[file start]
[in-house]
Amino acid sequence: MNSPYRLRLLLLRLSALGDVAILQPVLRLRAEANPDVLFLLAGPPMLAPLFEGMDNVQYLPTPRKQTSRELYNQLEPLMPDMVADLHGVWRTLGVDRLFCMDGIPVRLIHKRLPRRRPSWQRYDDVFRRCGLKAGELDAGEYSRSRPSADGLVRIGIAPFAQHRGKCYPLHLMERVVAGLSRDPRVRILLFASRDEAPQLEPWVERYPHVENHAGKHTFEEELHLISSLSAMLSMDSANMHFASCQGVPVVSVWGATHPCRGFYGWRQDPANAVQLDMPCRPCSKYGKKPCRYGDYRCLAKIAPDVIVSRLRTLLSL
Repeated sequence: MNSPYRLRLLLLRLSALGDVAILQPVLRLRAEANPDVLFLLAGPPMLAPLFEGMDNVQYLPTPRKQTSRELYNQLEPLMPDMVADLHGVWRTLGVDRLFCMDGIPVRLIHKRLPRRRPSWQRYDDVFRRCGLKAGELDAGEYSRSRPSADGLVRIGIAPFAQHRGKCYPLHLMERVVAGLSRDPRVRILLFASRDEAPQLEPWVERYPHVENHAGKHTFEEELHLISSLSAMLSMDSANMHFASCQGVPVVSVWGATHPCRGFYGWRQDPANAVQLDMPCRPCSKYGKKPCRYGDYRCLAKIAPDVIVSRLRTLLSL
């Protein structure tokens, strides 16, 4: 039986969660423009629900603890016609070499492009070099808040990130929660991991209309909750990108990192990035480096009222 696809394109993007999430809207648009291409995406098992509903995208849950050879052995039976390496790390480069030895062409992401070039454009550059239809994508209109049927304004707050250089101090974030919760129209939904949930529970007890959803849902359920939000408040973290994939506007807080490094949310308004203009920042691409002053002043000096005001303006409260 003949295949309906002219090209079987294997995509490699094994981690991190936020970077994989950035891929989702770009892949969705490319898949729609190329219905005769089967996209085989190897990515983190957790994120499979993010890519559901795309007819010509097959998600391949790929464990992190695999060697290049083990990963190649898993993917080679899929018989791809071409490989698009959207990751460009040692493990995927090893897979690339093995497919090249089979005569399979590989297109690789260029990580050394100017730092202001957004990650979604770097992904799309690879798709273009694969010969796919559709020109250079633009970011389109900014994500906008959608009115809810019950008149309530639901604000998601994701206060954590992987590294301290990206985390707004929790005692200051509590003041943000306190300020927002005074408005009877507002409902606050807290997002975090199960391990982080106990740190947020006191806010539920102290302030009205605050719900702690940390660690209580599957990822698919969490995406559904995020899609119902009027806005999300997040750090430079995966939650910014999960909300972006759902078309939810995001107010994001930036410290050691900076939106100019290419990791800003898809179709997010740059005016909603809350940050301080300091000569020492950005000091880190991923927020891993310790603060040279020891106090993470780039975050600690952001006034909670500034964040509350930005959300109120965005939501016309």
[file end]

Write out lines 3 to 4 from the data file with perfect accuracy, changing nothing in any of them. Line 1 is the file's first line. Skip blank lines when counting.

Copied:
Repeated sequence: MNSPYRLRLLLLRLSALGDVAILQPVLRLRAEANPDVLFLLAGPPMLAPLFEGMDNVQYLPTPRKQTSRELYNQLEPLMPDMVADLHGVWRTLGVDRLFCMDGIPVRLIHKRLPRRRPSWQRYDDVFRRCGLKAGELDAGEYSRSRPSADGLVRIGIAPFAQHRGKCYPLHLMERVVAGLSRDPRVRILLFASRDEAPQLEPWVERYPHVENHAGKHTFEEELHLISSLSAMLSMDSANMHFASCQGVPVVSVWGATHPCRGFYGWRQDPANAVQLDMPCRPCSKYGKKPCRYGDYRCLAKIAPDVIVSRLRTLLSL
């Protein structure tokens, strides 16, 4: 039986969660423009629900603890016609070499492009070099808040990130929660991991209309909750990108990192990035480096009222 696809394109993007999430809207648009291409995406098992509903995208849950050879052995039976390496790390480069030895062409992401070039454009550059239809994508209109049927304004707050250089101090974030919760129209939904949930529970007890959803849902359920939000408040973290994939506007807080490094949310308004203009920042691409002053002043000096005001303006409260 003949295949309906002219090209079987294997995509490699094994981690991190936020970077994989950035891929989702770009892949969705490319898949729609190329219905005769089967996209085989190897990515983190957790994120499979993010890519559901795309007819010509097959998600391949790929464990992190695999060697290049083990990963190649898993993917080679899929018989791809071409490989698009959207990751460009040692493990995927090893897979690339093995497919090249089979005569399979590989297109690789260029990580050394100017730092202001957004990650979604770097992904799309690879798709273009694969010969796919559709020109250079633009970011389109900014994500906008959608009115809810019950008149309530639901604000998601994701206060954590992987590294301290990206985390707004929790005692200051509590003041943000306190300020927002005074408005009877507002409902606050807290997002975090199960391990982080106990740190947020006191806010539920102290302030009205605050719900702690940390660690209580599957990822698919969490995406559904995020899609119902009027806005999300997040750090430079995966939650910014999960909300972006759902078309939810995001107010994001930036410290050691900076939106100019290419990791800003898809179709997010740059005016909603809350940050301080300091000569020492950005000091880190991923927020891993310790603060040279020891106090993470780039975050600690952001006034909670500034964040509350930005959300109120965005939501016309």